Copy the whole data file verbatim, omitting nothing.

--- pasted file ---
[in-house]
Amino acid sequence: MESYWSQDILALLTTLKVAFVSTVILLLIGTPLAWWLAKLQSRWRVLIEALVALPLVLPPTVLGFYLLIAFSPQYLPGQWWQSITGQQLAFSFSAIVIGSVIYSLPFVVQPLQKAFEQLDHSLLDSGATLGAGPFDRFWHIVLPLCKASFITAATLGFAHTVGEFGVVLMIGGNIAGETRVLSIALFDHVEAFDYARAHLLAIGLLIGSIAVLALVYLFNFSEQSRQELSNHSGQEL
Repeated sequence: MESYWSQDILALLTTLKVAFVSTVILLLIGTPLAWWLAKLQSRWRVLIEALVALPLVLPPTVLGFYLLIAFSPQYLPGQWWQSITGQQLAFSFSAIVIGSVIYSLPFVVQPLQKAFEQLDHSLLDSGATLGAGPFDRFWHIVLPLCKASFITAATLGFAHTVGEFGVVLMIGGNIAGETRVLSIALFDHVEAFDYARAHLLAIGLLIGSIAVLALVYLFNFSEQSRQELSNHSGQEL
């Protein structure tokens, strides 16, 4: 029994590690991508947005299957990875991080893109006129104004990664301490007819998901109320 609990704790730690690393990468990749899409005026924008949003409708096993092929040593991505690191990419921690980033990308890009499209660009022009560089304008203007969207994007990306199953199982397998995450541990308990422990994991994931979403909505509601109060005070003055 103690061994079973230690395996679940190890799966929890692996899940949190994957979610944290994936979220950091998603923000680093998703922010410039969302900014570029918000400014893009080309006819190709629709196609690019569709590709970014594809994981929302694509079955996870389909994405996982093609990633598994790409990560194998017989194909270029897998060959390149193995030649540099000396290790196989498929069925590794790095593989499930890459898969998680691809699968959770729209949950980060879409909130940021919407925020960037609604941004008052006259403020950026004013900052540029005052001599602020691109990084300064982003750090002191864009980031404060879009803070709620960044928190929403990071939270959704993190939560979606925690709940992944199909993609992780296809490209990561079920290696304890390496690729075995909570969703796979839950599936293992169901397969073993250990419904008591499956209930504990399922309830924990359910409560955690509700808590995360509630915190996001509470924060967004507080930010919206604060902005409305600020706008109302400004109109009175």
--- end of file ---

[in-house]
Amino acid sequence: MESYWSQDILALLTTLKVAFVSTVILLLIGTPLAWWLAKLQSRWRVLIEALVALPLVLPPTVLGFYLLIAFSPQYLPGQWWQSITGQQLAFSFSAIVIGSVIYSLPFVVQPLQKAFEQLDHSLLDSGATLGAGPFDRFWHIVLPLCKASFITAATLGFAHTVGEFGVVLMIGGNIAGETRVLSIALFDHVEAFDYARAHLLAIGLLIGSIAVLALVYLFNFSEQSRQELSNHSGQEL
Repeated sequence: MESYWSQDILALLTTLKVAFVSTVILLLIGTPLAWWLAKLQSRWRVLIEALVALPLVLPPTVLGFYLLIAFSPQYLPGQWWQSITGQQLAFSFSAIVIGSVIYSLPFVVQPLQKAFEQLDHSLLDSGATLGAGPFDRFWHIVLPLCKASFITAATLGFAHTVGEFGVVLMIGGNIAGETRVLSIALFDHVEAFDYARAHLLAIGLLIGSIAVLALVYLFNFSEQSRQELSNHSGQEL
């Protein structure tokens, strides 16, 4: 029994590690991508947005299957990875991080893109006129104004990664301490007819998901109320 609990704790730690690393990468990749899409005026924008949003409708096993092929040593991505690191990419921690980033990308890009499209660009022009560089304008203007969207994007990306199953199982397998995450541990308990422990994991994931979403909505509601109060005070003055 103690061994079973230690395996679940190890799966929890692996899940949190994957979610944290994936979220950091998603923000680093998703922010410039969302900014570029918000400014893009080309006819190709629709196609690019569709590709970014594809994981929302694509079955996870389909994405996982093609990633598994790409990560194998017989194909270029897998060959390149193995030649540099000396290790196989498929069925590794790095593989499930890459898969998680691809699968959770729209949950980060879409909130940021919407925020960037609604941004008052006259403020950026004013900052540029005052001599602020691109990084300064982003750090002191864009980031404060879009803070709620960044928190929403990071939270959704993190939560979606925690709940992944199909993609992780296809490209990561079920290696304890390496690729075995909570969703796979839950599936293992169901397969073993250990419904008591499956209930504990399922309830924990359910409560955690509700808590995360509630915190996001509470924060967004507080930010919206604060902005409305600020706008109302400004109109009175």